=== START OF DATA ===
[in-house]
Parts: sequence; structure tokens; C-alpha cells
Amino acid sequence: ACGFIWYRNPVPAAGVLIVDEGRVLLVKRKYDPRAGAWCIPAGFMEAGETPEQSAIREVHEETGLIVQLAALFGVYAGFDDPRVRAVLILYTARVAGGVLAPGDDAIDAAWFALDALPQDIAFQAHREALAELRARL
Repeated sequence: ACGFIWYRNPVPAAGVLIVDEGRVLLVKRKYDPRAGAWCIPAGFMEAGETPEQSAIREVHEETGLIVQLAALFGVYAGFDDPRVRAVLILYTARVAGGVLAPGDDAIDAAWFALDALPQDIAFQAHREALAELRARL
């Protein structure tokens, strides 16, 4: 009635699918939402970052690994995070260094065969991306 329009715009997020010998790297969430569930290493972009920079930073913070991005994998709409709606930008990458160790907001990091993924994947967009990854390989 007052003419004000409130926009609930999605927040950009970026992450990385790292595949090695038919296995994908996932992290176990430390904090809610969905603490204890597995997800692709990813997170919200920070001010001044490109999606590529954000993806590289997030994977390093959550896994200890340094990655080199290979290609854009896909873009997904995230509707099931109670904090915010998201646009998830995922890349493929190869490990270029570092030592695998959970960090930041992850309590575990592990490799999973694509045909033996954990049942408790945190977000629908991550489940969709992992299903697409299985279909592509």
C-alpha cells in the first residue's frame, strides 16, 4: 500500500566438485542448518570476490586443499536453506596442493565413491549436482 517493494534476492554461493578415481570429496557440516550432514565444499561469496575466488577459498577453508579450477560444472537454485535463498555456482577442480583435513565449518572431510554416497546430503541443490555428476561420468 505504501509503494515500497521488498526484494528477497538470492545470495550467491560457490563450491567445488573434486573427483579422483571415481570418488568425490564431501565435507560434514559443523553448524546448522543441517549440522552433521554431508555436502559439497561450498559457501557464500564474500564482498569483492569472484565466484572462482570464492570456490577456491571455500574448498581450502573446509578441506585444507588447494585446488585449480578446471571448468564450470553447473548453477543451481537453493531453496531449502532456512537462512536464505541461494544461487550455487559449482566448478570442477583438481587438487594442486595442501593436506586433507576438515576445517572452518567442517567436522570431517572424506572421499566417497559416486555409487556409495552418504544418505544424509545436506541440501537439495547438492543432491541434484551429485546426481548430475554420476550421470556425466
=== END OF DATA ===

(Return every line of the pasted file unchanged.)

[in-house]
Parts: sequence; structure tokens; C-alpha cells
Amino acid sequence: ACGFIWYRNPVPAAGVLIVDEGRVLLVKRKYDPRAGAWCIPAGFMEAGETPEQSAIREVHEETGLIVQLAALFGVYAGFDDPRVRAVLILYTARVAGGVLAPGDDAIDAAWFALDALPQDIAFQAHREALAELRARL
Repeated sequence: ACGFIWYRNPVPAAGVLIVDEGRVLLVKRKYDPRAGAWCIPAGFMEAGETPEQSAIREVHEETGLIVQLAALFGVYAGFDDPRVRAVLILYTARVAGGVLAPGDDAIDAAWFALDALPQDIAFQAHREALAELRARL
């Protein structure tokens, strides 16, 4: 009635699918939402970052690994995070260094065969991306 329009715009997020010998790297969430569930290493972009920079930073913070991005994998709409709606930008990458160790907001990091993924994947967009990854390989 007052003419004000409130926009609930999605927040950009970026992450990385790292595949090695038919296995994908996932992290176990430390904090809610969905603490204890597995997800692709990813997170919200920070001010001044490109999606590529954000993806590289997030994977390093959550896994200890340094990655080199290979290609854009896909873009997904995230509707099931109670904090915010998201646009998830995922890349493929190869490990270029570092030592695998959970960090930041992850309590575990592990490799999973694509045909033996954990049942408790945190977000629908991550489940969709992992299903697409299985279909592509």
C-alpha cells in the first residue's frame, strides 16, 4: 500500500566438485542448518570476490586443499536453506596442493565413491549436482 517493494534476492554461493578415481570429496557440516550432514565444499561469496575466488577459498577453508579450477560444472537454485535463498555456482577442480583435513565449518572431510554416497546430503541443490555428476561420468 505504501509503494515500497521488498526484494528477497538470492545470495550467491560457490563450491567445488573434486573427483579422483571415481570418488568425490564431501565435507560434514559443523553448524546448522543441517549440522552433521554431508555436502559439497561450498559457501557464500564474500564482498569483492569472484565466484572462482570464492570456490577456491571455500574448498581450502573446509578441506585444507588447494585446488585449480578446471571448468564450470553447473548453477543451481537453493531453496531449502532456512537462512536464505541461494544461487550455487559449482566448478570442477583438481587438487594442486595442501593436506586433507576438515576445517572452518567442517567436522570431517572424506572421499566417497559416486555409487556409495552418504544418505544424509545436506541440501537439495547438492543432491541434484551429485546426481548430475554420476550421470556425466